The Shining (1980) – Nicholson can do anything, and this proves it.

The Omen (1976) – I love AntiChrist movies… and this was the best of the genre. And it didn’t have Keanu Reeves – bonus points

The Changeling (1980). Two reasons. George C. Scott was great, and my wife made me add it.

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Cultures and Instructional Design

I’m off to Singapore to attend a small invited symposium of instructional design academics from points around the globe (13 of us, I think), to see if there is any appetite for a collaboration to look into an intriguing research question: Are there cultural differences that influence the practice and study of instructional design? Is instructional design conducted differently in different cultures, and how does that play out socially, institutionally, professionally and interpersonally? It seems to us, as North American ID scholars, that there must be important differences, and that we should understand them to to better deal with how we conduct ID, supervise ID, write about ID and train others to be instructional designers.

A confounding factor is that instructional designers come from many walks of academic life, yet many who are formally trained get their training at North American universities. This may have a leavening effect on the practice of ID generally, but it will make the instances of difference that much more interesting. If we find differences, then they may indeed be strong ones to overcome the considerable influence of North American influence on ID worldwide.

It will be a fascinating couple of days. I’m in transit as I write this, enjoying the amenities in the Maple Leaf Lounge in the Vancouver International Airport. It seems like this is the first opportunity I’ve had to blog in some time, and I’m enjoying the luxury. I’ll report anything interesting that comes up during the visit — although it may have to wait until I’m de-lagged following the trip.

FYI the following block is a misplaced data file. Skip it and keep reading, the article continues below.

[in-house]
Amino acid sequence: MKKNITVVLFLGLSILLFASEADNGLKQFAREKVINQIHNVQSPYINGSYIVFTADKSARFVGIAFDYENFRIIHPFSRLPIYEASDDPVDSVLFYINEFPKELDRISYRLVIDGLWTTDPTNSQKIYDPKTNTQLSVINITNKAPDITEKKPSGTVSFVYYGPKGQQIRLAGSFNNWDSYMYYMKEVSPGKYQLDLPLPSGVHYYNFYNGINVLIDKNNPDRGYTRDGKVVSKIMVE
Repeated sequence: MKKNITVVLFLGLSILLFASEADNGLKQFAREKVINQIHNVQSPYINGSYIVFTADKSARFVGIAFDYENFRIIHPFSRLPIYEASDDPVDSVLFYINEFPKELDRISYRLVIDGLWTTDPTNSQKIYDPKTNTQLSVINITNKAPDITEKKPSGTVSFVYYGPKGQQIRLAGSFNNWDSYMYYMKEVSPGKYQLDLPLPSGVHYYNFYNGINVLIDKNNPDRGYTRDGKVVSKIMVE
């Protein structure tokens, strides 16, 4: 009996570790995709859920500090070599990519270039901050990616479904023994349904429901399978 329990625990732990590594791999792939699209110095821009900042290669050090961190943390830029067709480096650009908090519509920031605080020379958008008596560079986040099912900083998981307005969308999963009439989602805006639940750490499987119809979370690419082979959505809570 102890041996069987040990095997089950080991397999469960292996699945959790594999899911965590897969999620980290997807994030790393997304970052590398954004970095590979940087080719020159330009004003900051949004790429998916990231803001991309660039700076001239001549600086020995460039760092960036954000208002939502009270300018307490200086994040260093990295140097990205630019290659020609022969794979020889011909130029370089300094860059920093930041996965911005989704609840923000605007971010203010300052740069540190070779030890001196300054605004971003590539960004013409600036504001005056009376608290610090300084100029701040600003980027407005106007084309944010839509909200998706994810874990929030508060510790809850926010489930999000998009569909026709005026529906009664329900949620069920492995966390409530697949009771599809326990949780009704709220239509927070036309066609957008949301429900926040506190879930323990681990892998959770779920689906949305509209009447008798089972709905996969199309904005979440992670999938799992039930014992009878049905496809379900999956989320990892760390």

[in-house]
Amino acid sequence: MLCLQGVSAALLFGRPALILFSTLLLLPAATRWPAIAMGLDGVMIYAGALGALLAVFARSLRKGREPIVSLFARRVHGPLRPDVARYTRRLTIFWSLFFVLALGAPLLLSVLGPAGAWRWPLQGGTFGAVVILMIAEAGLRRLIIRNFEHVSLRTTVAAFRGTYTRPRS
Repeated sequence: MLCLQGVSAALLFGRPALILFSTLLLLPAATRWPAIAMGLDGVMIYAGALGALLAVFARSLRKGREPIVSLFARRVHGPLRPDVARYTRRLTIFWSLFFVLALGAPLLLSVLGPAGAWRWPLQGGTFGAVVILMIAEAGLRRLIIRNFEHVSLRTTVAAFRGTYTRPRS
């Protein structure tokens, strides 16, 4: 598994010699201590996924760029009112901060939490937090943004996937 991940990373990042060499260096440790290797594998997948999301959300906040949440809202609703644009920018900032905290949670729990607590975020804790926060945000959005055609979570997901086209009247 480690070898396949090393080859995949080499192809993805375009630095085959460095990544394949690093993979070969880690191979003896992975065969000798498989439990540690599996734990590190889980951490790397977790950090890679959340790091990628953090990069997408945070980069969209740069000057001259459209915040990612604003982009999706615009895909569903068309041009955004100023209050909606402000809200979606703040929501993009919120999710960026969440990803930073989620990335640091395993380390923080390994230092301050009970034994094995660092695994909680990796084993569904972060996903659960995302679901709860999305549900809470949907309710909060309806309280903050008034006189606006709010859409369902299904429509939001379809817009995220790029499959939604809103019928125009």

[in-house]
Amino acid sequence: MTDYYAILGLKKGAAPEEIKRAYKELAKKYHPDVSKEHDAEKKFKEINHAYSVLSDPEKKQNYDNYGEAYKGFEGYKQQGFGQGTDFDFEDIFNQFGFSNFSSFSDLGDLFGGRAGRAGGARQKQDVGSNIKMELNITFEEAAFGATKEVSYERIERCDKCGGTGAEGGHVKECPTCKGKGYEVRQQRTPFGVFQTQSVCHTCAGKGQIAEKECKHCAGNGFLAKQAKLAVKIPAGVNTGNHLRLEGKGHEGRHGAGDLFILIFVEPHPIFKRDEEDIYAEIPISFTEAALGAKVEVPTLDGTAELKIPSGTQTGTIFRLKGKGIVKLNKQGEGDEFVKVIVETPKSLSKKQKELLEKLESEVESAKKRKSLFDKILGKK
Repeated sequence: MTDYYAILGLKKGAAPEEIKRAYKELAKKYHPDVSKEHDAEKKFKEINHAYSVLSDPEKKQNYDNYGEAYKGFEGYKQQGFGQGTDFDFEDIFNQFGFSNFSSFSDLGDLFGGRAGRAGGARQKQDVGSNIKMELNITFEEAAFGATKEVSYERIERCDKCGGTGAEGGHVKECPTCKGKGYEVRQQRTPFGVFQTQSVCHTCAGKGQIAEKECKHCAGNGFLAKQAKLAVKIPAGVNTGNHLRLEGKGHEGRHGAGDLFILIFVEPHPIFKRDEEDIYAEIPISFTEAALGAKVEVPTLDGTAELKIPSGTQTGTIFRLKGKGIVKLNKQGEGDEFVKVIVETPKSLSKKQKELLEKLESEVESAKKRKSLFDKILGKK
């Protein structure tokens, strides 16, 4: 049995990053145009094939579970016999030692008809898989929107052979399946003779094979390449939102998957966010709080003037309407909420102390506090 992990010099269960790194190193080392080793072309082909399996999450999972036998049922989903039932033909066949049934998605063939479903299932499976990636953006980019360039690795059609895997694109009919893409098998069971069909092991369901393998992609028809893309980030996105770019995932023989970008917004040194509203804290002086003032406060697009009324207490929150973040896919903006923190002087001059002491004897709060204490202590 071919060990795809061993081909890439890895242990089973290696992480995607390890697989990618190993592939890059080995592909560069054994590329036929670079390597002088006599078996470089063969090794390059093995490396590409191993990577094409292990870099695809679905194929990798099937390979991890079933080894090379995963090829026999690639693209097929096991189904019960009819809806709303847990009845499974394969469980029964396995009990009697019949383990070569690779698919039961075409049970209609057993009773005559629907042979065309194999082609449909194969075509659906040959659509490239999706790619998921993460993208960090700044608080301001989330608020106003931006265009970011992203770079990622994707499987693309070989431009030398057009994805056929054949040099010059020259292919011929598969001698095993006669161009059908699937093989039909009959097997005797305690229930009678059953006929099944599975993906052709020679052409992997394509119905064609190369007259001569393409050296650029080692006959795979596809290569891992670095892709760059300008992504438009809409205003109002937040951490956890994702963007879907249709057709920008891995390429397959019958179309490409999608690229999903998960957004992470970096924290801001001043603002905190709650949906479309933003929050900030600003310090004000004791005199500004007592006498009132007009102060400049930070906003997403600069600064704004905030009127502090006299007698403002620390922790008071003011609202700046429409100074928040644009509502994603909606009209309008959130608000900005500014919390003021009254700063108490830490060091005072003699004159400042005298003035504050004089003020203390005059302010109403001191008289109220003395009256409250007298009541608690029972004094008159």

Think Ahead 2008

The Think Ahead Event for REGINA registration is now available. This event has two streams. The first stream is designed to inform leaders in education who are responsible for instructional technology implementation, K-12 Directors, Superintendents, Assistant Superintendents, Curriculum Supervisors, Technology Coordinators and Board of Education members.

The second stream is designed for K-12 Education IT decision makers (highly technical)- True network administrators and other managers of information services (MIS) and IT professionals.

PLEASE NOTE THE FOLLOWING:

There are two registration links for the Regina event- one for Education Information Technology Professionals (max 20 participants) and another for Curriculum Leaders (max 80 participants)

These streams will begin and end together, but will break out for 2 hours during the event). There is a limited number of seats available so please register early to be sure you can get in.

Please select the link, that applies to you, below for complete details:

Here are the links to the registration engine:

– Education Information Technology Professionals: http://edseminars.apple.com/seminars/event.php?eventID=1347&inviteID=
– Curriculum Leaders: http://edseminars.apple.com/seminars/event.php?eventID=1349&inviteID=